The patient was induced with daunorubicin in combination with high-dose cytarabine and achieved complete remission (CR). He was consolidated with 2 cycles of high-dose cytarabine and in light of the FLT3-ITD mutation, sorafenib was added. Because his leukemia was considered “poor-risk” given the extramedullary disease at presentation, complex karyotype, and FLT3-ITD mutation, he underwent a 7/10 haploidentical allogeneic hematopoietic cell transplant (alloHCT) from his father in first remission. Conditioning included fludarabine, cyclophosphamide, and low-dose total body irradiation as per the standard Hopkins regimen [7]. Prior to alloHCT, multiparameter flow cytometry from the University of Washington showed no evidence of measurable residual disease (MRD). Posttransplant immunosuppression consisted of cyclophosphamide, tacrolimus, and mycophenolate mofetil. A bone marrow biopsy and restaging PET CT at approximately day +60 confirmed an ongoing CR and 100% donor chimerism in the CD3, CD14/15, and CD19 compartments. For posttransplant maintenance, he received 6 cycles azacitidine (given daily for 5 days at 32 mg/m2 in 28-day cycles)—initiated at approximately day +100—followed by maintenance sorafenib 200 mg twice daily. His tacrolimus was discontinued at approximately 6 months posttransplant with no evidence at any point of either acute or chronic graft-versus-host disease (GVHD).

At 13 months posttransplant, he developed progressive neutropenia. Bone marrow evaluation revealed relapsed leukemia with 42% blasts expressing a slightly different immunophenotype than that of his original disease (CD117-negative and CD5-positive). Immunohistochemical stains on the core biopsy demonstrated that blasts were positive for CD34, TdT, CD5, and CD7, with a small subset that was weakly positive for CD3. Cytogenetic studies demonstrated a complex karyotype similar to that of his original leukemia. FLT3-ITD PCR was negative but extended mutational testing—not previously performed—revealed mutations in FBXW7, NOTCH1, and EZH2, all of which are recurrently mutated in T-ALL [8]. Additionally, bone marrow chimerism studies showed for the first time a decline in CD3 donor chimerism from 100% to 91%.

Based on emerging data to support the use of venetoclax in T-ALL, he began salvage therapy with venetoclax (given daily, initially at 800 mg then dose reduced to 400 mg due to the interaction with his azole for fungal prophylaxis) in combination with decitabine (given daily for 5 days at 20 mg/m2 in 28-day cycles). After 2 cycles, his peripheral blood counts had normalized, formal CR criteria were met, and a restaging bone marrow evaluation demonstrated no morphologic evidence of residual leukemia. MRD assessment—again performed via multiparameter flow cytometry at the University of Washington—also showed no evidence of persistent disease. CD3 chimerism in the bone marrow was restored to 100% donor.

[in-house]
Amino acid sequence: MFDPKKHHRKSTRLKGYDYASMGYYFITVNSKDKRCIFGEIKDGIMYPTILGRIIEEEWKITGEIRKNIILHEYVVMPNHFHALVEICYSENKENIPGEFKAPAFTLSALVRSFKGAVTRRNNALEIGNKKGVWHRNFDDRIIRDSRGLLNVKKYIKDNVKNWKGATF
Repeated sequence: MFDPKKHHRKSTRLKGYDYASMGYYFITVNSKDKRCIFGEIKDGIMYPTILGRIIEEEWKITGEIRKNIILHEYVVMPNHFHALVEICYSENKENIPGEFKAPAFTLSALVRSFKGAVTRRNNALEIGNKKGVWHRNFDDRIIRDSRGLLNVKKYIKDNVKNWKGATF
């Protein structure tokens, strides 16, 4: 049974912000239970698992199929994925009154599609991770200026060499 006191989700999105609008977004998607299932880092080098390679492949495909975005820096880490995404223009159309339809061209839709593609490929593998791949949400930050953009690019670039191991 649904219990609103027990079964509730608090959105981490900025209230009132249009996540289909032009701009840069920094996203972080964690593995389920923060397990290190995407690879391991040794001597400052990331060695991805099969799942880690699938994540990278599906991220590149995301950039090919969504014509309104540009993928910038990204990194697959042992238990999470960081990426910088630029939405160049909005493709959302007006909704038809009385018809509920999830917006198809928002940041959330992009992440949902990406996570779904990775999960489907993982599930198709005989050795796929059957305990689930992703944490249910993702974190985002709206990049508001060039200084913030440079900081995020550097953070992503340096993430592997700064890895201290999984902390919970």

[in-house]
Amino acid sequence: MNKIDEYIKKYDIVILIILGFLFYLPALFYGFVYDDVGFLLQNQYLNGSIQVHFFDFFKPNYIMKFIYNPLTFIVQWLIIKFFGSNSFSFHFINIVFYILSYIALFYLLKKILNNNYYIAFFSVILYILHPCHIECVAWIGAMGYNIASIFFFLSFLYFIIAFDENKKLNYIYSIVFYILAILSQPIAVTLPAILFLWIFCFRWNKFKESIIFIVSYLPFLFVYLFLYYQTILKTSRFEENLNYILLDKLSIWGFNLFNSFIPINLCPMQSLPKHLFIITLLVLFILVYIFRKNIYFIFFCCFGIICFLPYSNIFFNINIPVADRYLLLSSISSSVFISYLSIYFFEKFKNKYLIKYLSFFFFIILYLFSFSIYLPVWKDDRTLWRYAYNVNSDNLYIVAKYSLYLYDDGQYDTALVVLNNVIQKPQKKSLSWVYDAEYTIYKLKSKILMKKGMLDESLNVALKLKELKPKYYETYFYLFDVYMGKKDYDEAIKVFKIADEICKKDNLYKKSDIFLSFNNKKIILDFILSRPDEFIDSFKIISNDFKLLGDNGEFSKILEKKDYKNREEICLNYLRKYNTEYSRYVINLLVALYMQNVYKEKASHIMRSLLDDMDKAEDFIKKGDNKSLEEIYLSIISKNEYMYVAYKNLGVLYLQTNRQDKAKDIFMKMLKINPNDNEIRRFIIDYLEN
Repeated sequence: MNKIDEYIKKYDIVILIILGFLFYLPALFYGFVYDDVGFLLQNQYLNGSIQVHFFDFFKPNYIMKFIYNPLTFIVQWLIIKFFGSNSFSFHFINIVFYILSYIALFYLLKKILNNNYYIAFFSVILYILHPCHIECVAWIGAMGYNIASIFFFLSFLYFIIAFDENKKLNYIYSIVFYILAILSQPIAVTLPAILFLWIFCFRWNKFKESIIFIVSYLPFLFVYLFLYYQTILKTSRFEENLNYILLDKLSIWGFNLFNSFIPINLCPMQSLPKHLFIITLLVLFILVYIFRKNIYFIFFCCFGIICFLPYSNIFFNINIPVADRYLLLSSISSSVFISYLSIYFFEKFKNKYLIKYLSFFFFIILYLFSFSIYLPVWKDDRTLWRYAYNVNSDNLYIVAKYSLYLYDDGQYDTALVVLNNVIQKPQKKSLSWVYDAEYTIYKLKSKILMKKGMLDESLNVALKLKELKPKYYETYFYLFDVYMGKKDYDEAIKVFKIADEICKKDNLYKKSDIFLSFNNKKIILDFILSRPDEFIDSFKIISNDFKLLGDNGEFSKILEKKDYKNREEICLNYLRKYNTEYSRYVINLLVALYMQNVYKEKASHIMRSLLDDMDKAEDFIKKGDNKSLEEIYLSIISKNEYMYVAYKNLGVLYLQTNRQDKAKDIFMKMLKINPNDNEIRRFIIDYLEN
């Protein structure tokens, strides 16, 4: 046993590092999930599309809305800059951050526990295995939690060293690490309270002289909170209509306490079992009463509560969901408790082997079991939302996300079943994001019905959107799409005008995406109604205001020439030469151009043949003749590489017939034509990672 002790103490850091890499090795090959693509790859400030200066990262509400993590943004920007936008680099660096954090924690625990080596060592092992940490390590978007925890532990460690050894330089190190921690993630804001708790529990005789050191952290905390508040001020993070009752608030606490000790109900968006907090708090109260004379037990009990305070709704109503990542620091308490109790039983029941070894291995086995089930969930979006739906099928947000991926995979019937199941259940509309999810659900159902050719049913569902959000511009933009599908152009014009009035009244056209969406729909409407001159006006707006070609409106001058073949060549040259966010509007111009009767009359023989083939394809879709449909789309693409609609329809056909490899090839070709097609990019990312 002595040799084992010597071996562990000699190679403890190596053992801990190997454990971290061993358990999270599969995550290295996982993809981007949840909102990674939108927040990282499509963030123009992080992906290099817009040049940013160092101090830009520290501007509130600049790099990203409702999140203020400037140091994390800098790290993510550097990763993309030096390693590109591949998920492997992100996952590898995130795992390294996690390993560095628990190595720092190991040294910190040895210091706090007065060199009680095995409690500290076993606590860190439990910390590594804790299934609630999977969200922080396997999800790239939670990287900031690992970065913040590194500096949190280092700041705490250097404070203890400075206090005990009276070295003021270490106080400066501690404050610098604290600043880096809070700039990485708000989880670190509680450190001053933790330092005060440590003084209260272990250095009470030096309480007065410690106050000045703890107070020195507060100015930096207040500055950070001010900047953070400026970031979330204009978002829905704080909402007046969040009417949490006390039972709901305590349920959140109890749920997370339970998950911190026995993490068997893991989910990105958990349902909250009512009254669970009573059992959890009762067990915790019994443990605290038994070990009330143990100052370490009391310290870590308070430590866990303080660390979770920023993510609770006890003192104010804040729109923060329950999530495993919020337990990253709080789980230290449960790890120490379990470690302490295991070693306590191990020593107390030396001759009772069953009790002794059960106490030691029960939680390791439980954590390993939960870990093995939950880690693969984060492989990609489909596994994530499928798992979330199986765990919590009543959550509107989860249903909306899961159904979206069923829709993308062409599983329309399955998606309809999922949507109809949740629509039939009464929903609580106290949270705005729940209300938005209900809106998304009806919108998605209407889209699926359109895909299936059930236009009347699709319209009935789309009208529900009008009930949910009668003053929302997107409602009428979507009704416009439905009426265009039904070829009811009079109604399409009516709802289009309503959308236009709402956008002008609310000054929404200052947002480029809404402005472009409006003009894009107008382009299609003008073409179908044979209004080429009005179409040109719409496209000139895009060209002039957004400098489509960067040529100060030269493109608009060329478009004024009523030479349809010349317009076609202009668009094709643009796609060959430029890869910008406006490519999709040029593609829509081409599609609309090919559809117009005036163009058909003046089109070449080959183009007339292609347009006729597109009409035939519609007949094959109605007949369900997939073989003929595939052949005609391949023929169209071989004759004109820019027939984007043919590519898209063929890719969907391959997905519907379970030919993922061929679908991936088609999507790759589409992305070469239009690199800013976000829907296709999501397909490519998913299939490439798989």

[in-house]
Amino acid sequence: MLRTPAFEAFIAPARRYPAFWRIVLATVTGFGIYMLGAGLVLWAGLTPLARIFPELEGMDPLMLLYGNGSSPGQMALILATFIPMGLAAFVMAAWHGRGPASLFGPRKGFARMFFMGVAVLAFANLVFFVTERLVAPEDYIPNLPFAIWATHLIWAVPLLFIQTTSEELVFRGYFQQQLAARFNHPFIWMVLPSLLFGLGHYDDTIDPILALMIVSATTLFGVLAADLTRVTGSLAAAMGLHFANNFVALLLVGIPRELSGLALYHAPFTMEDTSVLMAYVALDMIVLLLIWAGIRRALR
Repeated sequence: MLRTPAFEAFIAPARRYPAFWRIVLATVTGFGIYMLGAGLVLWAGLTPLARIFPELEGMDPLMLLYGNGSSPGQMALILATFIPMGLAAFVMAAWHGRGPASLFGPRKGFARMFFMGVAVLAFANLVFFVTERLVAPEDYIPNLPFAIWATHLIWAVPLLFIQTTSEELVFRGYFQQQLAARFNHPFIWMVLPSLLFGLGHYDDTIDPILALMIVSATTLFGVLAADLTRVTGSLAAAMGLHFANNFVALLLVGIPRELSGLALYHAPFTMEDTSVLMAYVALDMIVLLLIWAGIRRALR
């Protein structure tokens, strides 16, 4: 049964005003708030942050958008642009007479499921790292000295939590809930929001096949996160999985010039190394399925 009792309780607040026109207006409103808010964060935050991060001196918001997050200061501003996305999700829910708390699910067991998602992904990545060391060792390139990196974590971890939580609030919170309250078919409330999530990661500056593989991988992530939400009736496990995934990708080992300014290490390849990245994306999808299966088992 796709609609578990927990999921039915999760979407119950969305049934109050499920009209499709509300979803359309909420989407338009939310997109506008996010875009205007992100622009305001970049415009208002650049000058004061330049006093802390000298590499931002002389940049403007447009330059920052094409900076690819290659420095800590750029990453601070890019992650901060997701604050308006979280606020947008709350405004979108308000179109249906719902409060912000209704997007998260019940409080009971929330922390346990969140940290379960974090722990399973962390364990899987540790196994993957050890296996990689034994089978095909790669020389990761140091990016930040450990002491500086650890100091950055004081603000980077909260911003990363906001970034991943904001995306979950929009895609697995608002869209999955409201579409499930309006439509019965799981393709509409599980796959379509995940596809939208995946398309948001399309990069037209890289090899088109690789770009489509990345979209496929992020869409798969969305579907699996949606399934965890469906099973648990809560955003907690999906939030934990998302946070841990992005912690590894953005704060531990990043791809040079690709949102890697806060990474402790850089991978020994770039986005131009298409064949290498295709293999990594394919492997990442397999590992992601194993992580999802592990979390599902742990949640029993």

In light of the lymphoid origin of his relapsed leukemia, next generation sequencing (NGS) was performed (ClonoSEQ, Adaptive Biosciences) on his relapse specimen, identifying a dominant T-cell receptor (TCR) clone comprising 8.249% of total nucleated cells. We retrospectively also assessed his original diagnostic bone marrow specimen and found that the same TCR clone was present in 11% of total nucleated cells. MRD assessment from a bone marrow specimen after 2 cycles of venetoclax and decitabine—also via ClonoSEQ—showed no detectable residual leukemia at a sensitivity of 1 leukemic cell per 106 cells. He received a total of 5 cycles of decitabine and venetoclax, with intermittent dose interruptions of venetoclax due to neutropenia. He remained MRD negative via multiparameter flow cytometry and ClonoSEQ and subsequently underwent a second haploidentical alloHCT with fludarabine, cyclophosphamide, and low-dose TBI conditioning. Decitabine and venetoclax were discontinued shortly prior to the second haploidentical alloHCT. He achieved full donor chimerism at day +18 posttransplant and continues in follow-up.

3. Discussion

We present the case of a young male—initially diagnosed with AML, NOS but which, in retrospect, was T-ALL—who achieved a first complete remission following induction chemotherapy and subsequently underwent haploidentical alloHCT. He relapsed 13 months later with disease that was immunophenotypically and genetically consistent with T-ALL. He achieved a second complete remission following 2 cycles of the BCL-2 inhibitor venetoclax in combination with the hypomethylating agent (HMA) decitabine, with no evidence of MRD by either multiparameter flow cytometry or NGS. He remained in remission following completion of 5 cycles of decitabine and venetoclax and subsequently underwent a second haploidentical alloHCT. At the time of this writing, he remains in remission and continues in routine posttransplant follow-up.